As we rolled into Saskatchewan, I learned from Coo's slightly less elegiac prose that Regina, the capital of the province, used to be known as Pile o' Bones because it was once the site of an Indian buffalo camp and these hunters believed that leaving the bones behind would cause buffalo to return. I also learned that the town of Moose Jaw might have gotten its name when a British toff, the Earl of Mulgrave, may or may not have fixed a broken cart wheel with a moose's jawbone during a 19th-century hunting trip. Also that Medicine Hat may or may not have acquired its name after a band of Blackfeet sent a band of Cree fleeing in retreat just as the wind blew off the hat of the Cree's chief medicine man. This was a very bad omen, and, ever since, the area was known as Where-the-Medicine-Man-Lost-His-Hat (mercifully shortened to Medicine Hat). Also, a typical Coo item: In 1907 Rudyard Kipling visited Medicine Hat and described it as "the city with all Hell for a basement" because of the enormous deposits of natural gas that lie beneath the town.
As the train left Medicine Hat, I glimpsed white triangles on the horizon far to the northwest, much like the sails of America's Cup yachts at sea. These were the Canadian Rockies at least 100 miles away.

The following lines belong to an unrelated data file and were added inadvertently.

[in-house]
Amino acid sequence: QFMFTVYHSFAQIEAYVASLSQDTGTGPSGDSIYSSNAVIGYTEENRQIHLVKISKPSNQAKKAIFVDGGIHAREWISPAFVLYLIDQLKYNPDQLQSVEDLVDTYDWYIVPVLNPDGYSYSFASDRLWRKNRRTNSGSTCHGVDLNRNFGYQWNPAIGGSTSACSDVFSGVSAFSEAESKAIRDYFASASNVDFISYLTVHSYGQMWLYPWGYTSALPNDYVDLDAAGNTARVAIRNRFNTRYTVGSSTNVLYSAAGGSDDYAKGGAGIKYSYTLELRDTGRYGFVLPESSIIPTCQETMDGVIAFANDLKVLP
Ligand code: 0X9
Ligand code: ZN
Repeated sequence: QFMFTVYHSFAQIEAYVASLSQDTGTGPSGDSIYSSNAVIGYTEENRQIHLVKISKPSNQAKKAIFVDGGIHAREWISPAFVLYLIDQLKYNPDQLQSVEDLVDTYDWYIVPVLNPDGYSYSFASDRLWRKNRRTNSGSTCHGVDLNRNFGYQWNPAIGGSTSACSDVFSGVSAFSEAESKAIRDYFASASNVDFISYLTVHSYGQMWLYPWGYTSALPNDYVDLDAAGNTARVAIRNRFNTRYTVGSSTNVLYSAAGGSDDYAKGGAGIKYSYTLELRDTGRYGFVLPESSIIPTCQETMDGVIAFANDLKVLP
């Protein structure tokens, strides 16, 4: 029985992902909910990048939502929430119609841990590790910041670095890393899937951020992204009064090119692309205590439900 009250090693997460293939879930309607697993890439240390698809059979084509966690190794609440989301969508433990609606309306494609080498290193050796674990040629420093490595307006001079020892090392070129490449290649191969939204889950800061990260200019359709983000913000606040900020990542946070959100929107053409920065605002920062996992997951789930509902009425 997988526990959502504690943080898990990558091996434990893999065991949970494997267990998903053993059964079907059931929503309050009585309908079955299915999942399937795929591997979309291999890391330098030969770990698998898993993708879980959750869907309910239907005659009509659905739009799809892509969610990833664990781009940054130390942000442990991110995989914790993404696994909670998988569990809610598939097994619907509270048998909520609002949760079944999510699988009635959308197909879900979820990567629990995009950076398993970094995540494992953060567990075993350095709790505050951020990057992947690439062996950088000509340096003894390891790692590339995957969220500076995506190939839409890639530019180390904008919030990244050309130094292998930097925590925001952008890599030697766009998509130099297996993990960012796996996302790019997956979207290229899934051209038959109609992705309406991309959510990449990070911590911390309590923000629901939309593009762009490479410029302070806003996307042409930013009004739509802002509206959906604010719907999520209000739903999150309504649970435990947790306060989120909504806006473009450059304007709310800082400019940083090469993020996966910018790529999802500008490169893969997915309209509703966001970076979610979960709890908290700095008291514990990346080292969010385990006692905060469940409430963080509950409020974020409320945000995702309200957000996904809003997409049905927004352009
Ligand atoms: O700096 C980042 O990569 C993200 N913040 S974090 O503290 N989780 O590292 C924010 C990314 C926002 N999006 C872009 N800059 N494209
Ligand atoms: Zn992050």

The Canadian arrived at Calgary at 1:35 p.m. Mountain Standard Time. We had traveled 2,246 miles in two days and about three hours since leaving the Gare Centrale in Montreal. The prairies had risen into rolling country where cattle and sheep grazed, and oil rigs were at work making the money that will help underwrite the '88 Winter Olympics.
Two hours out of Calgary the train reached Banff, and the mountains were upon us, their snowy peaks turning blue as twilight moved in. Banff was the place where the great Van Home made his famous pronouncement: "Since we can't export the scenery, we shall have to import the tourists." And in 1885 he ordered two magnificent hotels to be built—the Banff Springs and the Chateau Lake Louise, about 35 miles away. They became hangouts for the rich, the royal and the celebrated. At one time or another in the late 19th century and the first half of the 20th, the Banff Springs Hotel was visited by the Queen of Siam, Teddy Roosevelt, Cole Porter, Agatha Christie, Jack Benny, Helen Keller, the Maharaja of Boroda and the Prince of Wales, who later returned as King Edward VIII. After the Depression and World War II, both the world's upper crust and the hotel itself fell on hard times. Today the clientele is a much less aristocratic and less interesting blend of tourists, skiers and conventioneers.
The train left Banff at 4:45 p.m. sharp. As evening approached, the ragged mountains were a melodramatic sight and the dome-car seats were filled to capacity. People were hushed as if in church, and whatever comments they made were made softly.
A young woman murmured to her companion, "No one will ever know we were here 100 years from now."
"On this train?" he asked.
"No, on this earth," she said.
A father spoke in a teacherly whisper to his small son: "Ten million years from now, Kevin, this will all be flat."
The boy stared at his father in amazement, then said loudly, "I don't believe that for a minute, Dad."